Relationships Between Fish Assemblage Structure and Selected Environmental Factors in Maryland's Coastal Bays

Love, Joseph W.; May, Eric B.
June 2007
Northeastern Naturalist;2007, Vol. 14 Issue 2, p251
Academic Journal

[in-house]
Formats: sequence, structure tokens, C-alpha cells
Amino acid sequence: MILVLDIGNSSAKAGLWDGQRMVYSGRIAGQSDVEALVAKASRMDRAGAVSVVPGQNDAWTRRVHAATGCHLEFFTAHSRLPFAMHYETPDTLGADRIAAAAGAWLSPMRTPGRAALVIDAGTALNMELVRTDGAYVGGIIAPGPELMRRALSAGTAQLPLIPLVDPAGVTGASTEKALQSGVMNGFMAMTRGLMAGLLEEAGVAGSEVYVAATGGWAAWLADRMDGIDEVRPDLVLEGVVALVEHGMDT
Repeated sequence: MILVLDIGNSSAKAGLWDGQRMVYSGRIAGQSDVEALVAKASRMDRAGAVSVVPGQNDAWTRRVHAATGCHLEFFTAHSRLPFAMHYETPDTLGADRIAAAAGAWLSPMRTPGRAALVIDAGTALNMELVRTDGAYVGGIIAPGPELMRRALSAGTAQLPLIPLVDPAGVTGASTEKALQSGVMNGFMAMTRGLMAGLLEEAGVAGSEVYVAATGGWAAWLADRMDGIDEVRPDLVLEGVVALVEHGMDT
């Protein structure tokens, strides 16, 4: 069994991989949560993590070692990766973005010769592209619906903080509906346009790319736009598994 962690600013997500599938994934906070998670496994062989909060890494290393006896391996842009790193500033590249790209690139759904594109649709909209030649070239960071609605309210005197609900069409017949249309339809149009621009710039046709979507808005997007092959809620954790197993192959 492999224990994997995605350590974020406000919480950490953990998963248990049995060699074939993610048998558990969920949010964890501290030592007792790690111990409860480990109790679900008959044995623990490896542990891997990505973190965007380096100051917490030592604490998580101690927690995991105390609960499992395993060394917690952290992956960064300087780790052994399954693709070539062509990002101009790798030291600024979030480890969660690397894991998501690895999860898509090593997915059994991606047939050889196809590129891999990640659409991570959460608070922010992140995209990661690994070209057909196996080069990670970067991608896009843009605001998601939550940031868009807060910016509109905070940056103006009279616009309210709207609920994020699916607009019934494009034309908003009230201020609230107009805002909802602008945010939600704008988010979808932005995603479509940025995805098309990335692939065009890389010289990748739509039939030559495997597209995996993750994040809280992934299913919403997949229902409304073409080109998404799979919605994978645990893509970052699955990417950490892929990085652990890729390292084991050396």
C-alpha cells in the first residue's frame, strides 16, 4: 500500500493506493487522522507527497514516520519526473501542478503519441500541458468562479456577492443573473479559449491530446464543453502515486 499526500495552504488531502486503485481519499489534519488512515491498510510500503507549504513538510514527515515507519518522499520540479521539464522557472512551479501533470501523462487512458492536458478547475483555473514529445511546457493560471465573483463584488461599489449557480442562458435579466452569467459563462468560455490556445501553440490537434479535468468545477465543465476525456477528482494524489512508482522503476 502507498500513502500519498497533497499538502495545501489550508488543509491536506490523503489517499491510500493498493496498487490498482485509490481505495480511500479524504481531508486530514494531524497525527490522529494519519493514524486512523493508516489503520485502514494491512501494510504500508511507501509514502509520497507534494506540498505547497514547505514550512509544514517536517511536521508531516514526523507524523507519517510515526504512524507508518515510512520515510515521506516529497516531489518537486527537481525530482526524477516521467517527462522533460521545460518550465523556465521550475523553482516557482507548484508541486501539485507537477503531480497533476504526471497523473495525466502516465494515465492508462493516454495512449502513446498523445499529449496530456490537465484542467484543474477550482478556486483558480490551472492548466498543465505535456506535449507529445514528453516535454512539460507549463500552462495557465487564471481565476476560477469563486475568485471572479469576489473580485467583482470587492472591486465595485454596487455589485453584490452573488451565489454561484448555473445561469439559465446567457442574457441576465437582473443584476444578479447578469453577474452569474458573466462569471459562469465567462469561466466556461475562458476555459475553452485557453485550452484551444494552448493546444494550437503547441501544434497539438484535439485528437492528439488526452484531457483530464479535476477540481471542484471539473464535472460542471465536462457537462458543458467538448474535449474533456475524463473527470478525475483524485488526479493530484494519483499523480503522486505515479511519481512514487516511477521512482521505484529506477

We surveyed little-known ray-finned fish assemblages from Maryland's coastal bays in order to establish species-habitat relationships for common species. From 1996-1999, 25 sites were sampled monthly with otter trawls in the coastal bays of Maryland. Anchoa mitchilli (bay anchovy) constituted nearly 50% of the catch for each year, and species composition was largely similar across years, with some differences likely related to variation in recruitment. For example, Clupea harengus (Atlantic herring) was particularly abundant during 1996 and 1999 following their spawning season. We used canonical correspondence analysis to determine how assemblages were related to temperature, dissolved oxygen (DO), salinity, and land-use variables during summer (June-September) and throughout the rest of the year. A gradient correlated with temperature and DO significantly structured assemblages throughout most of the year; during summer, the proportion of wetland habitat was important. We demonstrate that environmental gradients important for structuring fish assemblages differ between summer and non-summer months and there is a general shift in habitat use during summer from the lower estuary to other areas of the coastal bays. Our data also provide support for earlier observations that temperature was the major factor influencing changes in fish assemblage structure in the coastal bays. Our results point to better characterization of fish habitats in order to effectively manage coastal ecosystems of Maryland.


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